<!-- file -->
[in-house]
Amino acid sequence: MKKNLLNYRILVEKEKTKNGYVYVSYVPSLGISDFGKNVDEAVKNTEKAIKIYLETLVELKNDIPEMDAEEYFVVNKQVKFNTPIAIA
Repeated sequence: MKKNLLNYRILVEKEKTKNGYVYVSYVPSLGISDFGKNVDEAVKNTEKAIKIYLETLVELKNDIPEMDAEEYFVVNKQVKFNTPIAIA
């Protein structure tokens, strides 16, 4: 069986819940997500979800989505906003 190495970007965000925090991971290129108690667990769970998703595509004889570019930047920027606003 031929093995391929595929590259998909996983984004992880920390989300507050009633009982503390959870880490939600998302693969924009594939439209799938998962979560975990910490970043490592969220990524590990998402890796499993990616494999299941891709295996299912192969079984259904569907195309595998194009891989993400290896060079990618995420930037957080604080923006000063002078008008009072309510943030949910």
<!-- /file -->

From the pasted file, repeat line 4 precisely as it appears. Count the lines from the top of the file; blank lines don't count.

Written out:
């Protein structure tokens, strides 16, 4: 069986819940997500979800989505906003 190495970007965000925090991971290129108690667990769970998703595509004889570019930047920027606003 031929093995391929595929590259998909996983984004992880920390989300507050009633009982503390959870880490939600998302693969924009594939439209799938998962979560975990910490970043490592969220990524590990998402890796499993990616494999299941891709295996299912192969079984259904569907195309595998194009891989993400290896060079990618995420930037957080604080923006000063002078008008009072309510943030949910």